Comparisons of search engines for SEM
There is no right or wrong search engine to use. Different engines operate with rules that are more or less appealing, and return results using different search methods. Which is better or worse may even depend on whether you are asking from the SEM perspective, or as a casual user. Casual users are more likely to be drawn to Google every time as it has a wonderfully intuited search process. Even those who aren’t exactly sure what they are looking for can find it easily with Google. Things are more complicated when we enter the SEM world.
Yahoo Pioneered the field of pay-per-click, and continues to hold a market share with Overture. They’ve been in the game the longest, and while their algorithms aren’t as sharp as those used for AdWords, the related ad placement is remarkably pertinent to the content of the page. Yahoo has been accused of containing slanted search preference, and preferential advertisement placement. Whether true or not, we must keep in mind that in the corporate world, selling to the highest bidder is considered good business, not double-dealing. Targeted ads are clearly labeled as ads, and those who purchase the service will most likely get what they pay for.
In addition to having industry-slanted searches, MSN will also accept some sites that other sites are slow to accept, or reject entirely. For a hard sell SEM campaign, MSN should be considered as part of the entire solution. MSN is the newest player in the search engine leaders, and this can be obvious in the way results are returned, especially in respect to relevance outside of the industry leaders. For SEM analysis, though, MSN is an excellent tool for comparing trends and watching specific web market developments.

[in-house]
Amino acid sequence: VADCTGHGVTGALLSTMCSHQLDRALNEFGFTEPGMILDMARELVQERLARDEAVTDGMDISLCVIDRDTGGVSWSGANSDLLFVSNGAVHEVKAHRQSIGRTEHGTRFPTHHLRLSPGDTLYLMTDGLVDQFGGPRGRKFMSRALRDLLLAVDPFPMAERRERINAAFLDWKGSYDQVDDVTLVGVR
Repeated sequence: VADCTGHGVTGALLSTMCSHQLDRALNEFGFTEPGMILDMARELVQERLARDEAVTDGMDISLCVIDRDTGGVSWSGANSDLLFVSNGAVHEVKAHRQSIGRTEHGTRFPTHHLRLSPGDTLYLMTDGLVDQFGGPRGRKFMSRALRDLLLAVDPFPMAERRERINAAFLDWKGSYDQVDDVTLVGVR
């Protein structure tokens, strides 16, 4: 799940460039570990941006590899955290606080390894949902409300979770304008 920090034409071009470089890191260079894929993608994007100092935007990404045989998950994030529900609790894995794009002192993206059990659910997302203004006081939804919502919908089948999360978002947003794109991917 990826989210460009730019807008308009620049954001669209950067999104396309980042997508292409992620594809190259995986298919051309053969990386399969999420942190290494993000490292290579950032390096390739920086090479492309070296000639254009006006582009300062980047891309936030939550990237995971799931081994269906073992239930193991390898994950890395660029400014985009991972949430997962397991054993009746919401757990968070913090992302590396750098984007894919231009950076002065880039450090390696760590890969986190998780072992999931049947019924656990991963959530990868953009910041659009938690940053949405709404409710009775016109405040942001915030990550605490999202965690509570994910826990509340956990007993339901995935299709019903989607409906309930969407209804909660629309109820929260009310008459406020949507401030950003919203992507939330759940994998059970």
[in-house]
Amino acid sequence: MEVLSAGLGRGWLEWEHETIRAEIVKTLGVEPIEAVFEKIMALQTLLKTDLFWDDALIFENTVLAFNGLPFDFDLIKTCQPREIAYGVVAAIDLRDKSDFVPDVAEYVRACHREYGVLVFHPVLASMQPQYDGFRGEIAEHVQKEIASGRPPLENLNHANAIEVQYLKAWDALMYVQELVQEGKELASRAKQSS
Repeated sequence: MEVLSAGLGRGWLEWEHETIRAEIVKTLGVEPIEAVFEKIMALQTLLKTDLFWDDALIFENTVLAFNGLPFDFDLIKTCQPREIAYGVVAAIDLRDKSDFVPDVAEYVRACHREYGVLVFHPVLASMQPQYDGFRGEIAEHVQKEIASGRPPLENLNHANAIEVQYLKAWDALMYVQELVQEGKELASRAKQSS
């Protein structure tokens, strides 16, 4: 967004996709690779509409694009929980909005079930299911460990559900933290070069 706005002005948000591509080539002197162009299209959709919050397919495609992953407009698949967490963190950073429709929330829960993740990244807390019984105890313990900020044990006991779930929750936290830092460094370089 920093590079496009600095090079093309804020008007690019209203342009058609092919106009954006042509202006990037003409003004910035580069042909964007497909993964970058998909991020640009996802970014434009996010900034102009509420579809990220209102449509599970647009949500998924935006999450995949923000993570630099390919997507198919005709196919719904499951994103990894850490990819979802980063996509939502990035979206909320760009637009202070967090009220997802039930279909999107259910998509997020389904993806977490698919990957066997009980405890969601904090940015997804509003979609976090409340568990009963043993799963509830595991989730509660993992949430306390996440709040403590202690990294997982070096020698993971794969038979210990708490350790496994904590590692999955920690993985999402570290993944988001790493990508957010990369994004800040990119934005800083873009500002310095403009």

For Google, there’s very little comparison. It’s faster, cleaner, and more to the point than any other search engine out there. The intuitive logistics that allow it to make the correct suggestions based on incorrect input could safely be called amazing. It’s use of the AdWords campaigns are unobtrusive and relevent to current topic matter. Google uses bots to crawl the web, but those bots are looking for information that can be useful to humans. They hold several patent applications in the field of information retrieval, and state on their website that google ranking is based on more than 500 million factors. Google wants people to hit it right because the page is well designed, carefully thought out and balanced, and generally because it IS DONE RIGHT. Google has a reputation for relevancy, and most of the advice they offer relates to good writing without weighting the document for potential spiders as being some of the most important factors.
Article written by SEOnotepad.com